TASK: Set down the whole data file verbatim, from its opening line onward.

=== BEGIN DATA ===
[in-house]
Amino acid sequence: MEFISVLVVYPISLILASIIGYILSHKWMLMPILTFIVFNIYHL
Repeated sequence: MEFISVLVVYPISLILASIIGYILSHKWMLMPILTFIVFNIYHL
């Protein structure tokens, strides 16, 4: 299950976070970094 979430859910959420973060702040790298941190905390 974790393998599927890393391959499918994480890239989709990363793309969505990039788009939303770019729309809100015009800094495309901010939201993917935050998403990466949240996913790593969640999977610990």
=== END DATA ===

[in-house]
Amino acid sequence: MEFISVLVVYPISLILASIIGYILSHKWMLMPILTFIVFNIYHL
Repeated sequence: MEFISVLVVYPISLILASIIGYILSHKWMLMPILTFIVFNIYHL
């Protein structure tokens, strides 16, 4: 299950976070970094 979430859910959420973060702040790298941190905390 974790393998599927890393391959499918994480890239989709990363793309969505990039788009939303770019729309809100015009800094495309901010939201993917935050998403990466949240996913790593969640999977610990």